Tuesday, October 14, 2008

Birthday Toys

Okay, now that Rick's birthday is over (and it ended well, with him renting a convertible and tooling down the California coastal highway system, with a stop in Monterey for a fabulous birthday dinner on Fisherman's Wharf), let's get back to me. Because some really big boxes showed up late last week, and over the weekend Rick and I got to open them and play a little bit.

I've developed the lazy habit of keeping my camera on automatic, letting it choose speed and aperture while I concentrated on composition and the like. This has come back to bite me twice recently, when the camera decided to hike its speed up in dim light to the point where even the clear, sharp images were disappointingly grainy. So I need to make much more use of my tripod, and slow that shutter speed down in search of a higher quality image.

But meanwhile, I also need to play with my new lighting equipment and make sure I can be comfortable and confident with it. That's going to mean practice, and it would be much better if I can con someone in the house to modeling for me so I'm not constantly running back and forth. And I need to get a better sense of composition for large groups and working within the confinement of a backdrop.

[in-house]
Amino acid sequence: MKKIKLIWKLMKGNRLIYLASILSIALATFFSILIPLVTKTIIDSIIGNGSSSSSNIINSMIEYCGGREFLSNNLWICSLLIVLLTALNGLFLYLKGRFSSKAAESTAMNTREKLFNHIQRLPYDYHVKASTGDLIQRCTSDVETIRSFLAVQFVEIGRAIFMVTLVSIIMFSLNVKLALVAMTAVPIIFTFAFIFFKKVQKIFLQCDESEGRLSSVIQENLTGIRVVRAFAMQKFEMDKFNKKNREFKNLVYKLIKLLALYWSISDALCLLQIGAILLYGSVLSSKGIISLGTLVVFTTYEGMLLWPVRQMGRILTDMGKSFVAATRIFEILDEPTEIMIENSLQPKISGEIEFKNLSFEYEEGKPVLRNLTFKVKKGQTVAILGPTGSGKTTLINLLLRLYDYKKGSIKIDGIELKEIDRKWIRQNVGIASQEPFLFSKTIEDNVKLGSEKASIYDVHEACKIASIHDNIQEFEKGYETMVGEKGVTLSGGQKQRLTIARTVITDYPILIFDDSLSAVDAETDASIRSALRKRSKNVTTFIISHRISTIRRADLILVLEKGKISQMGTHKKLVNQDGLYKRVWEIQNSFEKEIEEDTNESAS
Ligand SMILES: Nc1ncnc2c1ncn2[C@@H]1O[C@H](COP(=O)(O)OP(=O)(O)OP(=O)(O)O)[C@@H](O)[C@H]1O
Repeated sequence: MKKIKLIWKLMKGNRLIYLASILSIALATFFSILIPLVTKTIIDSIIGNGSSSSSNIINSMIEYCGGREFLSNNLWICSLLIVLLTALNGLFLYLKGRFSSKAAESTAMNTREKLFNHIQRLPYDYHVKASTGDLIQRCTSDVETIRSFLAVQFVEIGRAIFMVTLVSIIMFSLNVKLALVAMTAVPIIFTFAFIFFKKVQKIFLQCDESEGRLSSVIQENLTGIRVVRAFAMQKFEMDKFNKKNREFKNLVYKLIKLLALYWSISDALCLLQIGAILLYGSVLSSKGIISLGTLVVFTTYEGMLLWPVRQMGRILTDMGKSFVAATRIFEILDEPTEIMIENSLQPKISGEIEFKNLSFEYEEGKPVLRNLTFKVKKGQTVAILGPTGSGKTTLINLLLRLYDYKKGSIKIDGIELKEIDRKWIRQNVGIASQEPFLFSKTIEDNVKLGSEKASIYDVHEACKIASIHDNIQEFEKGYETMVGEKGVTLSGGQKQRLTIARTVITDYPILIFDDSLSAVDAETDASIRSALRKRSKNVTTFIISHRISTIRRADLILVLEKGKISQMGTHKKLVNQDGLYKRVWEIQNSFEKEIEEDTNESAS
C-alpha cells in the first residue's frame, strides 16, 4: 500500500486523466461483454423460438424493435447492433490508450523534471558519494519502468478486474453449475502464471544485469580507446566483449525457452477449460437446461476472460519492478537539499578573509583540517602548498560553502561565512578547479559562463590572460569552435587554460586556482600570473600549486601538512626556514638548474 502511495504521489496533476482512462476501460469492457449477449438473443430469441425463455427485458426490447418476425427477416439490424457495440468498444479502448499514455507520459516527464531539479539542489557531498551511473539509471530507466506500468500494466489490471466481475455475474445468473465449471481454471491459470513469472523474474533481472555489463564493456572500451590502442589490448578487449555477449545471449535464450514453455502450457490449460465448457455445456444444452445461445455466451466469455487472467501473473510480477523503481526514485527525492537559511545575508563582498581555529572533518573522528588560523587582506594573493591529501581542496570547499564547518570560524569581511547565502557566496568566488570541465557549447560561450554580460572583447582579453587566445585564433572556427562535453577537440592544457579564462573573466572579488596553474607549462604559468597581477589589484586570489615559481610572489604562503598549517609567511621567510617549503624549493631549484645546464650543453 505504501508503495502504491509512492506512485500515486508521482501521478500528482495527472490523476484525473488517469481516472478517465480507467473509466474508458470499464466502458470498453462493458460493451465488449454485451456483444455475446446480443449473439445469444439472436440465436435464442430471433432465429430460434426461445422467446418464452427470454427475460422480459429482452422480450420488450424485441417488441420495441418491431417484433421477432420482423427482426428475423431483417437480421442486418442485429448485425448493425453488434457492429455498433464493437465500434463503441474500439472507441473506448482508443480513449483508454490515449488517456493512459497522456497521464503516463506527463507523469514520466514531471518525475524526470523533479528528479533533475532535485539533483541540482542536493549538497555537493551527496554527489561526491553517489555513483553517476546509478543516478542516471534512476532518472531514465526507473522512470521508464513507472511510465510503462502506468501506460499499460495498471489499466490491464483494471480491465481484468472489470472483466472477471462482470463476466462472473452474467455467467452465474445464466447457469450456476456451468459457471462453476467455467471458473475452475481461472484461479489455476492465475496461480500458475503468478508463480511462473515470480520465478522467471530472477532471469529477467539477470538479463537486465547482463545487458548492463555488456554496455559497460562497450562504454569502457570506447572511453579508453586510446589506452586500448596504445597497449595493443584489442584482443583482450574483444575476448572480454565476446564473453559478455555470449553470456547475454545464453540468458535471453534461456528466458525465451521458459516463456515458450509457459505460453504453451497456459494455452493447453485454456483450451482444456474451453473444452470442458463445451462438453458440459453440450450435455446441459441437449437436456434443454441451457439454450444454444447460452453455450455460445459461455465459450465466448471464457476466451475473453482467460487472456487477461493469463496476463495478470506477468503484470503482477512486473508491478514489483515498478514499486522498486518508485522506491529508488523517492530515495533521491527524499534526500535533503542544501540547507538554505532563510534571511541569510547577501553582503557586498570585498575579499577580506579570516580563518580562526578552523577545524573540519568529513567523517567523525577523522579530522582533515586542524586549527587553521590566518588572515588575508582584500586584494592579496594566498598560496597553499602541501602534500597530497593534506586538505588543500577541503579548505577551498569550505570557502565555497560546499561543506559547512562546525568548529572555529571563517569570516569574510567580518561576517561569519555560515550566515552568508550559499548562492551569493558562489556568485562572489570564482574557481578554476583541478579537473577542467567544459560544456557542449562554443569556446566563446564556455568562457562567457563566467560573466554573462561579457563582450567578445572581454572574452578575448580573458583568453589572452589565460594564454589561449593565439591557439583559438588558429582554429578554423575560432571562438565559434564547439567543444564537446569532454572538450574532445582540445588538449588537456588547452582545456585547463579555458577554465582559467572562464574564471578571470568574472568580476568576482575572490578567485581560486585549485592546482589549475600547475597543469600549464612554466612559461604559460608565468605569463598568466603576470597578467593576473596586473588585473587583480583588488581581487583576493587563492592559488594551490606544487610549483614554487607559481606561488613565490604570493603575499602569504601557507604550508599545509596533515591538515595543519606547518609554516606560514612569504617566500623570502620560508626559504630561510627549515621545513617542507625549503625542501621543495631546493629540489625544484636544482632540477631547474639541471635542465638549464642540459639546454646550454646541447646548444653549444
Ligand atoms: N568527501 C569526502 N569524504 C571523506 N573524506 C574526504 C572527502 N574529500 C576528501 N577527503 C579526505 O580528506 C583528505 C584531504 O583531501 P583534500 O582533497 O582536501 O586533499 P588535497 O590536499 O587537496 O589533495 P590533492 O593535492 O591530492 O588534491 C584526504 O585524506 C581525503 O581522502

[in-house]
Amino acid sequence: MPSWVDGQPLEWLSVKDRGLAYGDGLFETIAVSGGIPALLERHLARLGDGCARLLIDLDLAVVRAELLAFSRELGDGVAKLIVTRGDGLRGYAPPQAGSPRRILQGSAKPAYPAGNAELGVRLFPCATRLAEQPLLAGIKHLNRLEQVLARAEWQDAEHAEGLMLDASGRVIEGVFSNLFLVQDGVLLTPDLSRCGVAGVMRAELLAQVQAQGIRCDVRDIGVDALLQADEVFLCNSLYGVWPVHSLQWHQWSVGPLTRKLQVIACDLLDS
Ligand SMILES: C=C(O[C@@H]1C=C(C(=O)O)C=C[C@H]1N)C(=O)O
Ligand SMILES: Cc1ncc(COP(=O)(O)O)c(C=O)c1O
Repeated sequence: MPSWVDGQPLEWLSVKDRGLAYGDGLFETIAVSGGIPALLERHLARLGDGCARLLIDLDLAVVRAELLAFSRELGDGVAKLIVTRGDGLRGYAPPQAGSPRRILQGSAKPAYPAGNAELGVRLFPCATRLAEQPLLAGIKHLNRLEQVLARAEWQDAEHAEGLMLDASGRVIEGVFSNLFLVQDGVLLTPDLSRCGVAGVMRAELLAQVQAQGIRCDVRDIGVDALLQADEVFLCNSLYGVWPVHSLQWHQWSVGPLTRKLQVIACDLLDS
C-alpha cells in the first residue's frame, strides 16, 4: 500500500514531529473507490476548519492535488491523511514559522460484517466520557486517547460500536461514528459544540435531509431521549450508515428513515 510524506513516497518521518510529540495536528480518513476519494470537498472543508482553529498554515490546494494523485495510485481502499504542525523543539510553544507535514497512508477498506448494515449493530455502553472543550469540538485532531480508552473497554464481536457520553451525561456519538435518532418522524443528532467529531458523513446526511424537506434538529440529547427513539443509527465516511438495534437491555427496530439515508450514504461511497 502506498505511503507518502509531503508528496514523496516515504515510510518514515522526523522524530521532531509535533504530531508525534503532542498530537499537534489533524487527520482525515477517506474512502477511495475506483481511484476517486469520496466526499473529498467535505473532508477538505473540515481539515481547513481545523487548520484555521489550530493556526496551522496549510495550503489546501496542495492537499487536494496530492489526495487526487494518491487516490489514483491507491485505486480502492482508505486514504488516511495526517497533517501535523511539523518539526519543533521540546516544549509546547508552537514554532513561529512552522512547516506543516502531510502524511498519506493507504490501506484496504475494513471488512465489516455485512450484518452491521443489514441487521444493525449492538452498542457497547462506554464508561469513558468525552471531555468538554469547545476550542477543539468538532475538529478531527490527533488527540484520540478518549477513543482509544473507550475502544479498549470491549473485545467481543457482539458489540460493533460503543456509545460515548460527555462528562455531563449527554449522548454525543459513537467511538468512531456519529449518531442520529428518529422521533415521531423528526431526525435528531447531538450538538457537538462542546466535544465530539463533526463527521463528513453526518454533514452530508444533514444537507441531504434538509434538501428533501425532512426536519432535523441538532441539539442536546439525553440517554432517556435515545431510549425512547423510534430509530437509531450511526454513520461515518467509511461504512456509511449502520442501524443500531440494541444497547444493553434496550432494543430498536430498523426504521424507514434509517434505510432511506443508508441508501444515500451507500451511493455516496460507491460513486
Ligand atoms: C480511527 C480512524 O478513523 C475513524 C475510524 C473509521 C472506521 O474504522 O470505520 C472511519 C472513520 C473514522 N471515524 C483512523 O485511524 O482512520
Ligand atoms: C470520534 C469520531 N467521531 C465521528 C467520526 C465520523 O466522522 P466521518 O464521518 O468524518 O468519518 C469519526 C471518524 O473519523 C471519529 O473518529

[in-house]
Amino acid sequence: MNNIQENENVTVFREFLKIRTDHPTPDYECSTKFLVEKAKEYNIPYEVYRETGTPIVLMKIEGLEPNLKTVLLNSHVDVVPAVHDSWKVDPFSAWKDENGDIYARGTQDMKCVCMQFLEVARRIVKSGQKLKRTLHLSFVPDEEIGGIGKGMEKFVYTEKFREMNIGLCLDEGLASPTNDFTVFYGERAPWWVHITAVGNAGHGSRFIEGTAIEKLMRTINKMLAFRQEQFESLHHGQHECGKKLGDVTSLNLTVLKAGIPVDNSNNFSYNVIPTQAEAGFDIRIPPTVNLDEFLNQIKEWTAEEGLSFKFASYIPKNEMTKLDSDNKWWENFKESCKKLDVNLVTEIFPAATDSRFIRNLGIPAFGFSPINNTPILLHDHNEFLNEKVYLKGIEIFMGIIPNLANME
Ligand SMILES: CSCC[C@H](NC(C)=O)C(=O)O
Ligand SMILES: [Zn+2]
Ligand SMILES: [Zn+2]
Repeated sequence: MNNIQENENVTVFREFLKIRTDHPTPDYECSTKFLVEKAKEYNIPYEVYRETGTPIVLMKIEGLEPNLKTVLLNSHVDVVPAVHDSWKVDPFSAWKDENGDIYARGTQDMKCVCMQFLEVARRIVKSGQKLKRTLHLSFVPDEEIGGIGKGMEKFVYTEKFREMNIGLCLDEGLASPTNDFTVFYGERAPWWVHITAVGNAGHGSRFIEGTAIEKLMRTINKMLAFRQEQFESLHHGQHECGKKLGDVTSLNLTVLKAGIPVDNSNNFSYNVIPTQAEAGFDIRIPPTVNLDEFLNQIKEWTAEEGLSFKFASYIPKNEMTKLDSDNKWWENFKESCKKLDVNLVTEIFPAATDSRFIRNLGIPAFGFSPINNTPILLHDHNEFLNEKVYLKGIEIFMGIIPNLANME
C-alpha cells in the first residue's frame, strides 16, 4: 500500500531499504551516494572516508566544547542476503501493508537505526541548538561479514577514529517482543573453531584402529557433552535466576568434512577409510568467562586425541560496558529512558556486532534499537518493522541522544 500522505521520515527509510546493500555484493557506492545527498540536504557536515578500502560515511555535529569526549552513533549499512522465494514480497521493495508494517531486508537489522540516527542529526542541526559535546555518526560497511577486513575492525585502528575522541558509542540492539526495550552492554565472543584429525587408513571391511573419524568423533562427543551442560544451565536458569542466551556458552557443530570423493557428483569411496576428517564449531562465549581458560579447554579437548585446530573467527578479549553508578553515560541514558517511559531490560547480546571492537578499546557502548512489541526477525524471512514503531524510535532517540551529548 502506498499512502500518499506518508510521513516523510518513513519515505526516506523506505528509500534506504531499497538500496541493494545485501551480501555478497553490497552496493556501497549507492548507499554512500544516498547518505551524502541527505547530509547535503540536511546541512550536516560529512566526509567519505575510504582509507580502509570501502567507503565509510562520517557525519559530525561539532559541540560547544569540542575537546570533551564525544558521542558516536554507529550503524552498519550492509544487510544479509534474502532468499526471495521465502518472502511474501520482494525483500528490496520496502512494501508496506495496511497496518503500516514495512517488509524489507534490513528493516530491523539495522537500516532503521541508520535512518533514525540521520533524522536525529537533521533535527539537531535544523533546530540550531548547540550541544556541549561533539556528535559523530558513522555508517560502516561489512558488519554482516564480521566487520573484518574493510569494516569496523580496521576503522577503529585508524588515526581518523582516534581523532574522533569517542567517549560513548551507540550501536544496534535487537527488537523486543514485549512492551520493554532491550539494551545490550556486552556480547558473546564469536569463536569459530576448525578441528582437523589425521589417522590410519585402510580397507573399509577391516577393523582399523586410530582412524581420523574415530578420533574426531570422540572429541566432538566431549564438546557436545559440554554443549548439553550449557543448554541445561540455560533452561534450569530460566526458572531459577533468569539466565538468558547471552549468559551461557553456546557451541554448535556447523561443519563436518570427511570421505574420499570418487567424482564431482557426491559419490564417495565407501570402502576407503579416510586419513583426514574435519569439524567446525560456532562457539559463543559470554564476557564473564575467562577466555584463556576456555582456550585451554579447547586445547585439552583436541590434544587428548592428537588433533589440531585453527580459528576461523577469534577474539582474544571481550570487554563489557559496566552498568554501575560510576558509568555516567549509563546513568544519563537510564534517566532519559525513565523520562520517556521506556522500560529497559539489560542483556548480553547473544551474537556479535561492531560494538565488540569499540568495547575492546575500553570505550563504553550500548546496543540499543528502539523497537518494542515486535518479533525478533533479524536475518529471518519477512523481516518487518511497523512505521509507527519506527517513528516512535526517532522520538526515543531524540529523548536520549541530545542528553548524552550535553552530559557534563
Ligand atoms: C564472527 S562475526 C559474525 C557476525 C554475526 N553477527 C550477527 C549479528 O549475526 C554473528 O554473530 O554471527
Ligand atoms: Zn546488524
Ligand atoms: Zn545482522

Dad, thanks for the backdrops (one large and black, another smaller and a sponge-paint-like combo of bronze and violet and green). Rick, I love you even more for the studio lighting, and for helping me figure out how it actually goes together. And thanks to all my wonderful family, Nora included, for sitting around for me while I began to experiment.

I'm not content yet. Some of these are better than others. Tasha asked me after the family group shot was taken if I was "happy"? I had to tell her that it's more like a puzzle; I'm happy about the equipment and grateful for the patience of my victims/models - but I've got work to do and things to ponder. And I think I'm going to wash both backdrops and store them crumpled in pillow cases, so we have evenly abstract wrinkles instead of those fold lines.
Pressing on . . . .

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